“Mrs May”, writes the Tory-leaning columnist of the Financial Times, Janan Ganesh, “could not survive an election campaign saying so little so often if people paid attention”. Since so many don’t, “the repetition of slogans in lieu of answers carries no cost”. Fraser Nelson, another Tory, comments in the Spectator: “She seems to think that, if you refuse to give the press anything, the public won’t care. Worse, she seems to be right – for now, at least”. May’s purpose, so Nelson writes, is not to “seek a mandate”, but to evade one. “That’s what this election is really about: a bonfire of these Cameron promises [from 2015]. From 9 June onwards: Theresa time!”
So far May’s election pitch has been more about what she is not promising than about what she is promising. She will not rule out tax rises (i.e., she wants to free herself from the Tories’ 2015 pledge not to increase taxes). She will not, unlike the Tories in 2015, commit to the “triple lock” which pushes pensions upwards. On Brexit, having written a nasty bottom line — create a tight filter on immigrants to Britain from the EU — May has already secured parliamentary votes for her to negotiate the Brexit deal without accountability or control, or even to crash out of the EU without a deal if she wants to (“no deal is better than a bad deal”).
The Daily Mail front page headline on 19 April summed up how she sees the election serving her Brexit drive: “Crush the saboteurs”. That is, strengthen her position against all who ask questions, raise criticisms, demand information. Probably the Tory manifesto, when it is published on 8 May, will contain, at least for form’s sake, a few gimmicks. The one most widely trailed is a voucher system to give tax breaks to people paying for care for elderly parents.
But the gist is that the Tories want authority for long enough to take them well past Brexit-point. They want a snap vote now: • when the Brexit negotiations have not yet gone sticky, as they surely will at points even if overall they go well for the Tories • when the after-effect of two years of (mild) increase in average real wages — after many years of slump, following 2008 — still holds, and before the new decline in real wages, already under way, hits harder • when Labour’s new left-wing leaders have not yet managed to reshape the party so it can efficiently convince voters that better things are possible • just after the local government elections on 4 May, which are likely to give the Tories a boost • before the scandal about Tory election expenses in 2015 spreads.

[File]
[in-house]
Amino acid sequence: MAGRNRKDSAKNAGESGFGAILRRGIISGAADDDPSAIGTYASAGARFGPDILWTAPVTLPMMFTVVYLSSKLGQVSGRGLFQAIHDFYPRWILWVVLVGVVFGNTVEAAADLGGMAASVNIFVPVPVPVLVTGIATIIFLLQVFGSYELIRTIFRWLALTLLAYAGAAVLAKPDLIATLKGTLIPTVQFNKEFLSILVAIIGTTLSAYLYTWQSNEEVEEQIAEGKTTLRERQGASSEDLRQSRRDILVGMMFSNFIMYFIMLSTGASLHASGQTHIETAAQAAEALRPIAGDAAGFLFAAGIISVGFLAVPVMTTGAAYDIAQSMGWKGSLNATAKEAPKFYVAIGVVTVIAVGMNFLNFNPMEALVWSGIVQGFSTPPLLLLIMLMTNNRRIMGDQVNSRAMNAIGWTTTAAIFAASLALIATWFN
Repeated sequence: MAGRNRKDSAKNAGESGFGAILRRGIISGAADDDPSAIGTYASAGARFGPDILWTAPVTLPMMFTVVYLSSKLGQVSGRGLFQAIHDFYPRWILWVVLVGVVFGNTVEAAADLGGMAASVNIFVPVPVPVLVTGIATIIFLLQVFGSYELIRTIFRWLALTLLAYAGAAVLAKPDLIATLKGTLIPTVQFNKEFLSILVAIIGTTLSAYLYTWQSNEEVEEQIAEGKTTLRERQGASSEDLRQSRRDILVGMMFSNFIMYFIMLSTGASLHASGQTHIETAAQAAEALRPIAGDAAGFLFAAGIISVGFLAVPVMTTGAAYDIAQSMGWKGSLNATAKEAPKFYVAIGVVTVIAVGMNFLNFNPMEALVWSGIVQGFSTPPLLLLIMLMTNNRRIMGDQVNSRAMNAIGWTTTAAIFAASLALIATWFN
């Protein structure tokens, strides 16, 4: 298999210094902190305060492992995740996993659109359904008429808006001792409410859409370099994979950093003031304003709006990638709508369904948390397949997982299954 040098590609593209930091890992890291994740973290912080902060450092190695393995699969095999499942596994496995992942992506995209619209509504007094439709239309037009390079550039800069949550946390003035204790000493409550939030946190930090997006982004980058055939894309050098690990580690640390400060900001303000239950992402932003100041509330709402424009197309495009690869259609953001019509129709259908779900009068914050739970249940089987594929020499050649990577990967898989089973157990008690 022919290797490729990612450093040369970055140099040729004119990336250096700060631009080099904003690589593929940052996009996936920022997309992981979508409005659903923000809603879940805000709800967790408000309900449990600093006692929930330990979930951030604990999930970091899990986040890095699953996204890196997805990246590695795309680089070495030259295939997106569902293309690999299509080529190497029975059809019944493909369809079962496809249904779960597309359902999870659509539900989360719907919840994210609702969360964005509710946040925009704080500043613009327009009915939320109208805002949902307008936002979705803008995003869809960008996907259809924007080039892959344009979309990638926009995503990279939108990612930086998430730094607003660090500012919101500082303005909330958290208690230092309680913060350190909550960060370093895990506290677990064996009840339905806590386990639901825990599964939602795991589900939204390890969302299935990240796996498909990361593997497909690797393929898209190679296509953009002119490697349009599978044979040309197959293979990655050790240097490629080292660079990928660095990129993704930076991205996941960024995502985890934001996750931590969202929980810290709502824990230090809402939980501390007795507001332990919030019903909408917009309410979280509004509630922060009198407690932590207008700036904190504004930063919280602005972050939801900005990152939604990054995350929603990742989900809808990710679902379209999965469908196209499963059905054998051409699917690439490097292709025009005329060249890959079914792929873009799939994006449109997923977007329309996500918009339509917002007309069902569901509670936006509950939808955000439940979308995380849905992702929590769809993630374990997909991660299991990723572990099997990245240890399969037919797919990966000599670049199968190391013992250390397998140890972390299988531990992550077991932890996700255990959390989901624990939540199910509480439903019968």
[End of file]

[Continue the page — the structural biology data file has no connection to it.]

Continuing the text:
After the Brexit referendum of 23 June 2016 we pointed out that the one certain result of the referendum result was not the supposed £350 million a week extra for the NHS, or anything like that, but a more right-wing Tory government with the wind in its sails. In March, before the election was called, the Resolution Foundation think-tank reported: “If nothing is done to change [the] outlook... [2015-20] will go down as being the worst [period] on record for income growth in the bottom half of the income distribution. It will also represent the biggest rise in inequality since the end of the 1980s”.
The Tories’ election campaign is designed to strengthen them against any and all pressure to “change the outlook”. The toxic mix comes from low wage growth — which the government’s own Office for Budgetary Responsibility predicts — and a great wave of pre-programmed cuts in working-age welfare benefits. The percentage of children living in poverty, which soared from 18% to 33% in the Thatcher 1980s, then decreased from 34% to 27% in the Blair-Brown years, has been rising steadily since 2010 and is set to rise further.
There are now three and a half million children in poverty. In some local authorities, that’s around 40%. The worst-hit five are Tower Hamlets, at 43.5%; Manchester, 40.0%; Westminster, 37.7%; Islington, 37.7%; and Newham, 37.5%. The latest figures from the Trussell Trust, the biggest network of foodbanks, show that in the year to 31 March 2017 they distributed 1,182,954 three-day emergency food packages. Of this number, 436,938 went to children. Use of foodbanks was only 40,898 packages in 2009-10, went up to 913,138 in 2013-14, and continues to rise since then.